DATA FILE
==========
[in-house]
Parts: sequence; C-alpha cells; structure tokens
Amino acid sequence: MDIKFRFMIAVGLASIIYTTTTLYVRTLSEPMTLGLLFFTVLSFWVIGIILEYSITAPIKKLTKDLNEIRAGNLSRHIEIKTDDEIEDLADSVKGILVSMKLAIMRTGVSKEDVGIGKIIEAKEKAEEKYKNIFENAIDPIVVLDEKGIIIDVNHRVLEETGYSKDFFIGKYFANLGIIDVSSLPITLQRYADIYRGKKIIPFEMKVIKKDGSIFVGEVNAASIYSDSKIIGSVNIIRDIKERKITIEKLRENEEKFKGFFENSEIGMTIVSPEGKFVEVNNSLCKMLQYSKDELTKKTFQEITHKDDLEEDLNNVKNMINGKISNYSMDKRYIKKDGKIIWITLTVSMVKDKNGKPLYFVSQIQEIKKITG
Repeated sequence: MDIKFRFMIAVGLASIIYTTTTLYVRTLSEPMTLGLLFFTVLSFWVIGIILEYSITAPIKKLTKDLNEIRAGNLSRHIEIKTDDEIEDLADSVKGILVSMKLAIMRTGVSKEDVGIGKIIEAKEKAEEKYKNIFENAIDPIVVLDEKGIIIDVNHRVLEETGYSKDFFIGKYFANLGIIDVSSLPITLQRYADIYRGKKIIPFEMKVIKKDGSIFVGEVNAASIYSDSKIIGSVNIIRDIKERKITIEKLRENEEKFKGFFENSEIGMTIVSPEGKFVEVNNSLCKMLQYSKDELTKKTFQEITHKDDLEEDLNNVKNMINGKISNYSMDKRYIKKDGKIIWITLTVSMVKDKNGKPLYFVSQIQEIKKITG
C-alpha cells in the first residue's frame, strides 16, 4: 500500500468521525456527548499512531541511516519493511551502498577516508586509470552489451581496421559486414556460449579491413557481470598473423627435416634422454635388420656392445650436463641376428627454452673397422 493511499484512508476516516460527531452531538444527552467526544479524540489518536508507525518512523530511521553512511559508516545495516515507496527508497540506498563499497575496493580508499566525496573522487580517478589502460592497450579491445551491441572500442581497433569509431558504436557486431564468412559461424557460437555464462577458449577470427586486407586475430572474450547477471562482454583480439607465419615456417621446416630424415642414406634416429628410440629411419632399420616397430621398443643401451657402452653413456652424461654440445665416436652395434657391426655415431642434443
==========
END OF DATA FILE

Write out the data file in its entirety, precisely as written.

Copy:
[in-house]
Parts: sequence; C-alpha cells; structure tokens
Amino acid sequence: MDIKFRFMIAVGLASIIYTTTTLYVRTLSEPMTLGLLFFTVLSFWVIGIILEYSITAPIKKLTKDLNEIRAGNLSRHIEIKTDDEIEDLADSVKGILVSMKLAIMRTGVSKEDVGIGKIIEAKEKAEEKYKNIFENAIDPIVVLDEKGIIIDVNHRVLEETGYSKDFFIGKYFANLGIIDVSSLPITLQRYADIYRGKKIIPFEMKVIKKDGSIFVGEVNAASIYSDSKIIGSVNIIRDIKERKITIEKLRENEEKFKGFFENSEIGMTIVSPEGKFVEVNNSLCKMLQYSKDELTKKTFQEITHKDDLEEDLNNVKNMINGKISNYSMDKRYIKKDGKIIWITLTVSMVKDKNGKPLYFVSQIQEIKKITG
Repeated sequence: MDIKFRFMIAVGLASIIYTTTTLYVRTLSEPMTLGLLFFTVLSFWVIGIILEYSITAPIKKLTKDLNEIRAGNLSRHIEIKTDDEIEDLADSVKGILVSMKLAIMRTGVSKEDVGIGKIIEAKEKAEEKYKNIFENAIDPIVVLDEKGIIIDVNHRVLEETGYSKDFFIGKYFANLGIIDVSSLPITLQRYADIYRGKKIIPFEMKVIKKDGSIFVGEVNAASIYSDSKIIGSVNIIRDIKERKITIEKLRENEEKFKGFFENSEIGMTIVSPEGKFVEVNNSLCKMLQYSKDELTKKTFQEITHKDDLEEDLNNVKNMINGKISNYSMDKRYIKKDGKIIWITLTVSMVKDKNGKPLYFVSQIQEIKKITG
C-alpha cells in the first residue's frame, strides 16, 4: 500500500468521525456527548499512531541511516519493511551502498577516508586509470552489451581496421559486414556460449579491413557481470598473423627435416634422454635388420656392445650436463641376428627454452673397422 493511499484512508476516516460527531452531538444527552467526544479524540489518536508507525518512523530511521553512511559508516545495516515507496527508497540506498563499497575496493580508499566525496573522487580517478589502460592497450579491445551491441572500442581497433569509431558504436557486431564468412559461424557460437555464462577458449577470427586486407586475430572474450547477471562482454583480439607465419615456417621446416630424415642414406634416429628410440629411419632399420616397430621398443643401451657402452653413456652424461654440445665416436652395434657391426655415431642434443